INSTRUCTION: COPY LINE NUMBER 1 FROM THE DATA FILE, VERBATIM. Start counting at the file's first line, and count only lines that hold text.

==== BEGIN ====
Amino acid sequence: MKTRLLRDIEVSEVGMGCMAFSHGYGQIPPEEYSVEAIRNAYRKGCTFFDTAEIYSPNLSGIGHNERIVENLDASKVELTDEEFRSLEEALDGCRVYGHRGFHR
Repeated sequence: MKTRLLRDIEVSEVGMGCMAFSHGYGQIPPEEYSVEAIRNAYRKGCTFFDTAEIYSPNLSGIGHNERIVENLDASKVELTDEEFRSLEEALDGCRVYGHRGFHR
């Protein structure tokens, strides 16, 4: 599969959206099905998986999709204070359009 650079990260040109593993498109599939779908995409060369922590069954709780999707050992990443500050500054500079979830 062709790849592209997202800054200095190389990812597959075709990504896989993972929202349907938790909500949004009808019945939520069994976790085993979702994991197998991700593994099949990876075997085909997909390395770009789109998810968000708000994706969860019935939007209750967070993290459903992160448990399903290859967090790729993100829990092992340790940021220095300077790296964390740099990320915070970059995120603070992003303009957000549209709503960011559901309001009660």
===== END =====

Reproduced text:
Amino acid sequence: MKTRLLRDIEVSEVGMGCMAFSHGYGQIPPEEYSVEAIRNAYRKGCTFFDTAEIYSPNLSGIGHNERIVENLDASKVELTDEEFRSLEEALDGCRVYGHRGFHR